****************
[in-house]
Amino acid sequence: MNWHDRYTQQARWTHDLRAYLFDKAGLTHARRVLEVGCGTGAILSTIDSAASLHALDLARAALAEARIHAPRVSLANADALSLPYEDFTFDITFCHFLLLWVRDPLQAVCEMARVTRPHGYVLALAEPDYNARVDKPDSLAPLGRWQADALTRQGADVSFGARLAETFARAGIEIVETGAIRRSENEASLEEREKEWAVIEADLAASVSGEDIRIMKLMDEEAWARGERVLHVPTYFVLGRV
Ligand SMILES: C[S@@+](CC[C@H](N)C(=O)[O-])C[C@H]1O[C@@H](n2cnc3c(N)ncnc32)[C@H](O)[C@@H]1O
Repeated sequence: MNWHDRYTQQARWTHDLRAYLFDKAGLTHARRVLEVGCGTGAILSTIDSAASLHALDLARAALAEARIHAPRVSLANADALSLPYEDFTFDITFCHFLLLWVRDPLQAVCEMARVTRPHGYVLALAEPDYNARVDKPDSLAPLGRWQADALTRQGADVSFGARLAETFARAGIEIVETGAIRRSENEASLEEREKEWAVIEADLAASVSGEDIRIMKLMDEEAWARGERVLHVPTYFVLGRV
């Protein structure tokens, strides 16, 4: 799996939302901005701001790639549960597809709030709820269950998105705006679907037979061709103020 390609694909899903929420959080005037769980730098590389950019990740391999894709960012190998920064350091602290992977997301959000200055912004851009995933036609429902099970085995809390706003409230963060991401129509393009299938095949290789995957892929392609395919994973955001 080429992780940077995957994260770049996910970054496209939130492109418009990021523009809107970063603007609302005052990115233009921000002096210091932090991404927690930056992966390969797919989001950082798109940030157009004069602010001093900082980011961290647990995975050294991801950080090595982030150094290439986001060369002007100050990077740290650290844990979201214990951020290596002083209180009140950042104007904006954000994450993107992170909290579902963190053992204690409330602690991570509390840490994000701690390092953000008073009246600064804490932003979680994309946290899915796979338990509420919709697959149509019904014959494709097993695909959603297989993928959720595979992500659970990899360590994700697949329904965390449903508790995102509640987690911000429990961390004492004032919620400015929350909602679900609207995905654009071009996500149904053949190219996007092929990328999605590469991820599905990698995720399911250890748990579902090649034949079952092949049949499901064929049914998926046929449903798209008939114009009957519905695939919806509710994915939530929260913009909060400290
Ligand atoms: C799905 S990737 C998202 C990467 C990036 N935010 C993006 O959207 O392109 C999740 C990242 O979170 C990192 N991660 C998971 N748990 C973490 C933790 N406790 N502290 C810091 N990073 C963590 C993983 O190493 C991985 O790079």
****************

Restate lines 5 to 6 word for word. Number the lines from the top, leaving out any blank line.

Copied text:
């Protein structure tokens, strides 16, 4: 799996939302901005701001790639549960597809709030709820269950998105705006679907037979061709103020 390609694909899903929420959080005037769980730098590389950019990740391999894709960012190998920064350091602290992977997301959000200055912004851009995933036609429902099970085995809390706003409230963060991401129509393009299938095949290789995957892929392609395919994973955001 080429992780940077995957994260770049996910970054496209939130492109418009990021523009809107970063603007609302005052990115233009921000002096210091932090991404927690930056992966390969797919989001950082798109940030157009004069602010001093900082980011961290647990995975050294991801950080090595982030150094290439986001060369002007100050990077740290650290844990979201214990951020290596002083209180009140950042104007904006954000994450993107992170909290579902963190053992204690409330602690991570509390840490994000701690390092953000008073009246600064804490932003979680994309946290899915796979338990509420919709697959149509019904014959494709097993695909959603297989993928959720595979992500659970990899360590994700697949329904965390449903508790995102509640987690911000429990961390004492004032919620400015929350909602679900609207995905654009071009996500149904053949190219996007092929990328999605590469991820599905990698995720399911250890748990579902090649034949079952092949049949499901064929049914998926046929449903798209008939114009009957519905695939919806509710994915939530929260913009909060400290
Ligand atoms: C799905 S990737 C998202 C990467 C990036 N935010 C993006 O959207 O392109 C999740 C990242 O979170 C990192 N991660 C998971 N748990 C973490 C933790 N406790 N502290 C810091 N990073 C963590 C993983 O190493 C991985 O790079």